The only other patron in the bar turned the old jukebox to play “White Christmas” and the moment drifted into the surreal. His heart was lighter than it had been in years and the melody crawled through him, coming out in a low hum, as he followed the music if not the words. As if Sherry understood how deeply he felt the emotion, she picked up the tune and sang in a low sexy whisper. Never had the song held so much promise as it did on this night. Even the rough voice of the old fellow rasping along with the jukebox didn’t dim his pleasure.
The song filtered down and fell into silence.
He met Sherry’s gaze for a moment and again her eyes offered a moment of surreal peace. Those dark eyes were soft and almost dreamy. Had she been lost in the song as he was?
Then the moment of connection broke.
The fellow who had played the tune for them waddled up to the bar. “Sherry, my dear, I believe I’ll be heading for home. Will you be all right here alone?”
By alone, Logan knew the fellow meant ‘alone with this stranger’ and he wasn’t offended. In fact he felt a bit guilty for being the only one here to keep Sherry from a nice non-working Christmas Eve. “If you’ve a mind to close, I can find my way down to the other tavern.”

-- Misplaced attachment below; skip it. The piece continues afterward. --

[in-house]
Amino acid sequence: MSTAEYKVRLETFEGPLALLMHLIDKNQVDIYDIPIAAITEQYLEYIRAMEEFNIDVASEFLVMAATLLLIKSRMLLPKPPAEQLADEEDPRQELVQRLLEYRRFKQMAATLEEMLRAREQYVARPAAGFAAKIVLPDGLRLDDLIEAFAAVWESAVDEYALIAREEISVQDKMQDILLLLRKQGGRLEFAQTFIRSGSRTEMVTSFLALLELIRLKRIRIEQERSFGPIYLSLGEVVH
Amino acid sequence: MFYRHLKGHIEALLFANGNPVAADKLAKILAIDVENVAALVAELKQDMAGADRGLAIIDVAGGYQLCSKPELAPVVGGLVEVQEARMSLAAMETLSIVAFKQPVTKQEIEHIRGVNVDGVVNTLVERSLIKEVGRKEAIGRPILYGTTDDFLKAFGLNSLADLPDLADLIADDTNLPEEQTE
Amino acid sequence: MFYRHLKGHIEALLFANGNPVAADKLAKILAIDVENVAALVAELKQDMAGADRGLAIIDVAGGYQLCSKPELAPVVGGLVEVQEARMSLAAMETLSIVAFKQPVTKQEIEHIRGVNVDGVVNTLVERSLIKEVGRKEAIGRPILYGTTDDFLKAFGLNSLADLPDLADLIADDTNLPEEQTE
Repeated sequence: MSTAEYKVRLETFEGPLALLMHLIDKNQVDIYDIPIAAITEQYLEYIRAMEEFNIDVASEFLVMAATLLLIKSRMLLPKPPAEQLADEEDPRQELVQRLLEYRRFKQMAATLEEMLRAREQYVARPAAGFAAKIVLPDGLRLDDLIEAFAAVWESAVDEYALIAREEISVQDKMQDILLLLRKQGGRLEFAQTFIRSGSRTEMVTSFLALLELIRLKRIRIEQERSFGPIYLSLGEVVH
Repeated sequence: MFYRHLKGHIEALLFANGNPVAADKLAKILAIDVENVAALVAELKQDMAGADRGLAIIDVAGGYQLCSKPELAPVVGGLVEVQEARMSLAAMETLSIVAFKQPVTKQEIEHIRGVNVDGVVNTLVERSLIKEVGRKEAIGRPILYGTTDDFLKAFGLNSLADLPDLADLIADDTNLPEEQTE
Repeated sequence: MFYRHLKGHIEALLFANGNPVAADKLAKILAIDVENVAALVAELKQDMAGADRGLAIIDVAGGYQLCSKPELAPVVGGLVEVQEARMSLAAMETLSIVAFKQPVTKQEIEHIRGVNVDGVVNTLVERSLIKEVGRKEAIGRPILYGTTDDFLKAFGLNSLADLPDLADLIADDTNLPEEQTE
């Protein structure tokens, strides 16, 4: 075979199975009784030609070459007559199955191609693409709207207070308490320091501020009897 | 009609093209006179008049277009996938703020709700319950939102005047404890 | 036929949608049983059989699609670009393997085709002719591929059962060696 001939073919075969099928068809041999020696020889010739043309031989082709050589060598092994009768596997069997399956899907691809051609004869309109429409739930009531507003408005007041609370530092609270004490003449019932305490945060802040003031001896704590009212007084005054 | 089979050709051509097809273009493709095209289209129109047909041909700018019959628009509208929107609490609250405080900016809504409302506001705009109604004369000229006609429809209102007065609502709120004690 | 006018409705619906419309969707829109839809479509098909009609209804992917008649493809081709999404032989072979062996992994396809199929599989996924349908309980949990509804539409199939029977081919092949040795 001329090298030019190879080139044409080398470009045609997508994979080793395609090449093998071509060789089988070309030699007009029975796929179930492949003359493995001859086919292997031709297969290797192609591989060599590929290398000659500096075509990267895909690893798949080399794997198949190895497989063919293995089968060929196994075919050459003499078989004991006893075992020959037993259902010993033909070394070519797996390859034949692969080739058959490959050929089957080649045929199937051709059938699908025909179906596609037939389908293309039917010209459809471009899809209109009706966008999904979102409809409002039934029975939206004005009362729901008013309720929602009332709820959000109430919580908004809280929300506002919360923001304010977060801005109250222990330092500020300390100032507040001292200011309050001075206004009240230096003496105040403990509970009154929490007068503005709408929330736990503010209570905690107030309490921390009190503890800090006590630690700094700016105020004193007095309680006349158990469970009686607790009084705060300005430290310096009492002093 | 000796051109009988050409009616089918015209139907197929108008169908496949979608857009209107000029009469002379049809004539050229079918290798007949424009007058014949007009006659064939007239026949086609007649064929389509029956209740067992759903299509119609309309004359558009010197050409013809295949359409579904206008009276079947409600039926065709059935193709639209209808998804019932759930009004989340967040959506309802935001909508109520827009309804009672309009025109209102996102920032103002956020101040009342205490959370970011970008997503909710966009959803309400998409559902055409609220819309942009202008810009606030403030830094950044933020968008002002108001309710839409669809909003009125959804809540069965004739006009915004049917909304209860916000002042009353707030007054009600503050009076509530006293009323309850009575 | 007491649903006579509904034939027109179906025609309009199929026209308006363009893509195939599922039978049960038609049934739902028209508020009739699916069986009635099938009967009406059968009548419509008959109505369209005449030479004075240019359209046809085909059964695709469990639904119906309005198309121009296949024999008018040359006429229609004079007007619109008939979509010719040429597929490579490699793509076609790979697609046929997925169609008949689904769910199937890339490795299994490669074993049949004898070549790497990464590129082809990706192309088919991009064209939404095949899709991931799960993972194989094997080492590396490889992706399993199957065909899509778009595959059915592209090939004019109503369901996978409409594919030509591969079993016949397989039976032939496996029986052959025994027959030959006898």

“Not at all.” She reached over and patted his hand as he placed the glass he was drying upside down on the towel. “Don’t you worry any, Charlie. My friend here won’t be any trouble. You go on home to your kids. You know the grandkids will be waking you up in just a few hours for all the present opening.” She made a shooing motion toward him and Charlie cranked a hat down over his ears and headed for the door with a wave.
“Merry Christmas, Sherry and Sherry’s friend.” He pulled open the door, revealing the swirling snow outside.
“Merry Christmas, Charlie,” Sherry called back.
The door swung shut with a quiet clank. And they were alone.
She handed him another glass. “No need to close. I have nowhere else to be. You are welcome to stay as long as you like tonight.”